How to Grow Potatoes from Seed Pieces
How can we use “overripe” potatoes to grow them outside?
This Lesson Plan is part of the Gardening and Nutrition modules of SustainEd Farms' virtual programming.
Perhaps you’ve let potatoes sit in your pantry for too long, watching the potatoes form sprouts before eventually throwing the potatoes away (or, hopefully, composting them). However, there is a practical use for your sprouted potatoes: using them to grow more potatoes! Potatoes are tubers (thickened root structures that function as nutrient stores), and these tubers allow the potato plant to create additional shoots to increase the total photosynthetic capacity of the plant -- a form of asexual reproduction.
Using sprouted potatoes to grow more potato plants may be easier than you think. Some store-bought potatoes have been treated to prevent sprouting, so it is important to actually wait to see any signs of sprouting before considering planting. Potatoes can grow well at high altitudes, can resist moderate levels of frost (and can therefore be planted somewhat early), and prefer sandy/loamy and acidic soil composition. With these things in mind, this lesson will guide you through planting potatoes in your garden.
Students will be able to...
Use overripe, sprouting, fingerling potatoes to grow new potato plants
Understand the potato tuber and shoot system
aesexual reproduction / noun. - reproduction that does not involve a change in chromosomes, and therefore results in offspring with identical DNA (clone)
callus /ˈkaləs/ noun/verb. - scarred tissue of a plant that has been hardened over to prevent disease
tuber /ˈt(y)o͞obər/ noun. - an enlarged part of the stem (or root) of some plants that stores nutrients and can allow self-propagation
1. Gather your materials. You will need the following supplies:
fingerling potatoes (other varieties will work) · knife + cutting board · trowel (or shovel, or hands)
2. Watch this Youtube video to see a demonstration of how to grow potatoes. Then, follow along with the remainder of the lesson by reading the steps below.
3. Identify sprouts or “eyes” on the potato. These are the budding points from which new shoots will grow, and they appear as small indentations on the surface of the potato. Each “seed piece” that you generate must have at least 1 - 2 of these eyes in order to grow the potatoes successfully. Cut the potatoes into small seed pieces using a knife and cutting board, making sure to include a few eyes on each individual piece. If the potatoes have already sprouted, the buds serve as good visual indicators for cutting locations. Each seed piece should be at least a few inches in diameter. Remember, after a few seasons of cloning through this method, you will have to start over from seed due to the senescence (deterioration with age) of the genetic line.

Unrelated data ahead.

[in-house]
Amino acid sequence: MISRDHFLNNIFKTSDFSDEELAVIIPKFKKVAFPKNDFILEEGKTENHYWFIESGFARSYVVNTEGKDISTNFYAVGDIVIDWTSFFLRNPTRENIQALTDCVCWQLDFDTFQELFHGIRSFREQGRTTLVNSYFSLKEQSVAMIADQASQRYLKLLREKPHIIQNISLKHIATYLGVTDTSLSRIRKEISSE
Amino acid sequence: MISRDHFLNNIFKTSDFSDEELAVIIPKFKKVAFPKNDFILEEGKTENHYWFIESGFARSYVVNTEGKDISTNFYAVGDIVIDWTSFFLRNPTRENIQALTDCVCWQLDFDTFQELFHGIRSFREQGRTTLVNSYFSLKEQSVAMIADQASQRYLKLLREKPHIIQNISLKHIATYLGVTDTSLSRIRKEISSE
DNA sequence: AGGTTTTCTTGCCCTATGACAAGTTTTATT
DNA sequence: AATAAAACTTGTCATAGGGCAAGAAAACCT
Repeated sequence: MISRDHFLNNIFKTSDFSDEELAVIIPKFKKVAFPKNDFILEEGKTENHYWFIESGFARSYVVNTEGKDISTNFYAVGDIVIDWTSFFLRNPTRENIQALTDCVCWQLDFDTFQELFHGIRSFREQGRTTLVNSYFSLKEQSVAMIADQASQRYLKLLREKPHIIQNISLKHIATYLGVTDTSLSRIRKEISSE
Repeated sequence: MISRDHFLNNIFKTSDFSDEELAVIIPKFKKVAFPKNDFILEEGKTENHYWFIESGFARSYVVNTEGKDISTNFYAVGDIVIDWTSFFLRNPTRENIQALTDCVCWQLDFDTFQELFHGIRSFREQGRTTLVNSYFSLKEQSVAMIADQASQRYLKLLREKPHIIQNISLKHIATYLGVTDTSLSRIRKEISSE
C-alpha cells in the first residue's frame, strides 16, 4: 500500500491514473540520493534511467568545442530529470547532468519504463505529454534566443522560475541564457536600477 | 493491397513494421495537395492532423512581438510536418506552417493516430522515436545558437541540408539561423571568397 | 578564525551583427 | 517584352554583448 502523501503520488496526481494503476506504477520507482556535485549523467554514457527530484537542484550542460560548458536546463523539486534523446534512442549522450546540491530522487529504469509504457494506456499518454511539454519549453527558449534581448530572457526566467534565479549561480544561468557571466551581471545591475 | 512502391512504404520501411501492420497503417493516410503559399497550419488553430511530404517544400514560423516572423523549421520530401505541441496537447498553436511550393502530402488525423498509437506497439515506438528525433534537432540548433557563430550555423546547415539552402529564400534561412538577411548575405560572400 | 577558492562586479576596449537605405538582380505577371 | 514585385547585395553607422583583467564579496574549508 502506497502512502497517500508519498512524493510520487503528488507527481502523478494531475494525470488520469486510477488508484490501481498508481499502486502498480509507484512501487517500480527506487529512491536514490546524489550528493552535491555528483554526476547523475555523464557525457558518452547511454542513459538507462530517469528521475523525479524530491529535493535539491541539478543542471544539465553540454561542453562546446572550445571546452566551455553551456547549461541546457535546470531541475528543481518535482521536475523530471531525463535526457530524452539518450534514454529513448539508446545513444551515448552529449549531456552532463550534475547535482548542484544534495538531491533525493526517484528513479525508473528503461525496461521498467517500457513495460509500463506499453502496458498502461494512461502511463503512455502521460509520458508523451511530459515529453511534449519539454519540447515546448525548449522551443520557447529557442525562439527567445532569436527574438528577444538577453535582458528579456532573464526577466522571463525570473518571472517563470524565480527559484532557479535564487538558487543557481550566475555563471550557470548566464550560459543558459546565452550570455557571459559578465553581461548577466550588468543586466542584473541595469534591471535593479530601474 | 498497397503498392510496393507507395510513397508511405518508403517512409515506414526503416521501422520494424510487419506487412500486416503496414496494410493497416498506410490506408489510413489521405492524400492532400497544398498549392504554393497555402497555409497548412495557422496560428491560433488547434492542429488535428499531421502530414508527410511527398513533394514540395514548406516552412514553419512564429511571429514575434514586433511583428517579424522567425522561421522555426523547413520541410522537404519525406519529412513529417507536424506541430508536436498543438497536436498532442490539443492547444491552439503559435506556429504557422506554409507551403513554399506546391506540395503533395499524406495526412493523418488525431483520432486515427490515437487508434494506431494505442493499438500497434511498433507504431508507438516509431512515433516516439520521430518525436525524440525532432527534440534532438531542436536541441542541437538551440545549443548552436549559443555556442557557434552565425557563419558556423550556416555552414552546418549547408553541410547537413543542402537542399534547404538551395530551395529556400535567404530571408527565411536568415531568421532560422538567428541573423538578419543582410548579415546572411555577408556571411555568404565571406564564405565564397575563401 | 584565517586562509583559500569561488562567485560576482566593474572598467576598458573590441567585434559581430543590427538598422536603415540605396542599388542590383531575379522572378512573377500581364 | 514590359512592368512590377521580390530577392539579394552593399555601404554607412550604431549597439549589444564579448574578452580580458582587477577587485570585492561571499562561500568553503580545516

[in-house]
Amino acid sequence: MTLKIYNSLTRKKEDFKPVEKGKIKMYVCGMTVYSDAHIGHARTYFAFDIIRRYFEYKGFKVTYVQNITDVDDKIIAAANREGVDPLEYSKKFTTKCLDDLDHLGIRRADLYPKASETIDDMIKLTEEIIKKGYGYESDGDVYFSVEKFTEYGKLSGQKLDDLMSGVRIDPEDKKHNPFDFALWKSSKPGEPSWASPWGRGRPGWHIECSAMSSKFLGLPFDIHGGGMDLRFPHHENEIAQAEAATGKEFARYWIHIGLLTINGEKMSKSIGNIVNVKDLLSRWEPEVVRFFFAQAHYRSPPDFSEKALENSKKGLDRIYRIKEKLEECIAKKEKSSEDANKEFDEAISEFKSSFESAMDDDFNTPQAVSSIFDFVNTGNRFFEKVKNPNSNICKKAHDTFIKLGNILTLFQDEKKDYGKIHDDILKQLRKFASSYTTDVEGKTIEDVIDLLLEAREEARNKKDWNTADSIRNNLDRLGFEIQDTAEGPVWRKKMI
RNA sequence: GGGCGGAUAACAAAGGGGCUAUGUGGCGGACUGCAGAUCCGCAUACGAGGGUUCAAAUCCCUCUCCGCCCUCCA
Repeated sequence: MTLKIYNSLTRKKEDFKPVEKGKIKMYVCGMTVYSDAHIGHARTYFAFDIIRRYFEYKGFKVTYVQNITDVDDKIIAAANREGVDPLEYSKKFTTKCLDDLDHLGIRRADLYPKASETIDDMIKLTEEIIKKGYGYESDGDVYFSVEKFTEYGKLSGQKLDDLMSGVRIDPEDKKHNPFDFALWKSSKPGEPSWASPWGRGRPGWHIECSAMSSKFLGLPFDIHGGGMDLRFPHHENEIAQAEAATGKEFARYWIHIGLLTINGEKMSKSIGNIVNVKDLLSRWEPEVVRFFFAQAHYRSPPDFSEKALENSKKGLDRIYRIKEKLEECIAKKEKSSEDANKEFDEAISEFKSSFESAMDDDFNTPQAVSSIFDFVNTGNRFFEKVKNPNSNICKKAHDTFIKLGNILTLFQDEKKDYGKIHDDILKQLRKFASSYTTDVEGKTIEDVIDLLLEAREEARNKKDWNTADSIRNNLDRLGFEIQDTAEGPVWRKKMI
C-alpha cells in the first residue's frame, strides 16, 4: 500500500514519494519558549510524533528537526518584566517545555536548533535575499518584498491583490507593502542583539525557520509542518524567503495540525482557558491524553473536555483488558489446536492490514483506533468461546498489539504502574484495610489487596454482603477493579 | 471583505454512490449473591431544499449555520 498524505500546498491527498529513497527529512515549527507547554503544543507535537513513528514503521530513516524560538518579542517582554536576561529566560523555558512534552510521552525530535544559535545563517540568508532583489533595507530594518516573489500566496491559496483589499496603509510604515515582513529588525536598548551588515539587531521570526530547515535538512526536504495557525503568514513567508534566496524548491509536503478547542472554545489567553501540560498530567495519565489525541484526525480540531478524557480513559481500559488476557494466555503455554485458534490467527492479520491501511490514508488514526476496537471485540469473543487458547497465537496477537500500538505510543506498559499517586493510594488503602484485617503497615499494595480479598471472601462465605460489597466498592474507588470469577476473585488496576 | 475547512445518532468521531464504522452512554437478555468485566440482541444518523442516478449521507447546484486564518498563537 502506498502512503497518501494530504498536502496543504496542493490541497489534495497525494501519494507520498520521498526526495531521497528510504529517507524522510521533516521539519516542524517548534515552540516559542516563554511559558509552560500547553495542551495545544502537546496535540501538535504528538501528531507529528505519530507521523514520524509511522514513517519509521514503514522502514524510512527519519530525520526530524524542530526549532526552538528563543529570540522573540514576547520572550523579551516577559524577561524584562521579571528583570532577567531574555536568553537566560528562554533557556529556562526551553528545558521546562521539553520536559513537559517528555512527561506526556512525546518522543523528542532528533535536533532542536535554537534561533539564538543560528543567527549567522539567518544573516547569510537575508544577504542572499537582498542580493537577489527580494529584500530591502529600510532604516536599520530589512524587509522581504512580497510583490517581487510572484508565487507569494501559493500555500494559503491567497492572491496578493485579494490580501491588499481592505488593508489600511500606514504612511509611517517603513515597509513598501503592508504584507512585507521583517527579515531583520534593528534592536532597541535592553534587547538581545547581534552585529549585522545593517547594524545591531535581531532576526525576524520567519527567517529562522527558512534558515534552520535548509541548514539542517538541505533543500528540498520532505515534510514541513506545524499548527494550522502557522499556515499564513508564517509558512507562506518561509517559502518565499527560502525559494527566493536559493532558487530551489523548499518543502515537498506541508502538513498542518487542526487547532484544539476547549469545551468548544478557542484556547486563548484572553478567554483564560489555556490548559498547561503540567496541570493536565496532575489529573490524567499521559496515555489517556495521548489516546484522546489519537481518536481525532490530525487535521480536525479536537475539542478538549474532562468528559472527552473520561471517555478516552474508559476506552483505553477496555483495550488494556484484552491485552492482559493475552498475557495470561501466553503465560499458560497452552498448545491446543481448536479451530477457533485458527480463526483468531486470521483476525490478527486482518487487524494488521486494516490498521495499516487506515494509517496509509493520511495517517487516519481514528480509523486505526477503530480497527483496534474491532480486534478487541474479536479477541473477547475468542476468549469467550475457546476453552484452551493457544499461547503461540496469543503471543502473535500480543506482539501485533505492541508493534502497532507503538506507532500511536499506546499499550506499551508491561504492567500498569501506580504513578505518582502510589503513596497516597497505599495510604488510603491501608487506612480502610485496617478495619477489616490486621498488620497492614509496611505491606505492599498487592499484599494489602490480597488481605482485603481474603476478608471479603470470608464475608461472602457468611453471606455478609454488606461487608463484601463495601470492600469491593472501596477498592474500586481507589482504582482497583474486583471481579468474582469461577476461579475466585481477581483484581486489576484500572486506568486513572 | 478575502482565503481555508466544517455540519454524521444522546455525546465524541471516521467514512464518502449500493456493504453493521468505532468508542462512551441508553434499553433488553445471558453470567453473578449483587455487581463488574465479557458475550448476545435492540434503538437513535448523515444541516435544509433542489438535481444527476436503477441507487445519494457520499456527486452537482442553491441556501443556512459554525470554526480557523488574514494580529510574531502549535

4. Allow the potato seed pieces to callus over for 3 - 5 days. Place them on a well lit countertop or out in the sun. The callus will help protect the potatoes from harmful diseases (rot).
5. Identify an optimal spot in the garden for potatoes. As a member of the nightshade family, potatoes are relatively heavy feeders. They should be placed in an area where potatoes and other members of the nightshade family (eggplant, tomato, peppers, etc.) were not planted in the year prior. As root crops, potatoes can help loosen the soil to make it more porous. If you have an area of the garden that struggles to retain water, consider planting the potatoes there. Additionally, potatoes prefer acidic soils that are neither damp nor packed tightly, and enjoy the full sun but cooler weather.
6. Using a shovel, trowel, or your hands, prepare a trench 5 - 8 inches deep. Dig trenches a few feet apart so as to allow room for other crops between the potatoes, if desired. Eventually, the nearby soil may be “mounded” onto the potatoes to allow for oxygen infiltration and prevent overexposure to sunlight (which may cause the potatoes to become green).
7. Place the potato seed pieces in the prepared trench 6 - 12 inches apart. Cover the trench with the surrounding soil, and water the new potato seeds moderately.
🥔🐞Keep an eye out! … The pest known as the Colorado potato beetle is a major problem for potato growers in North America and Europe. The beetle larvae are particularly devastating as they consume the foliage of nightshade family plants. As quick breeders, they can wipe out crops yields if left unnoticed.
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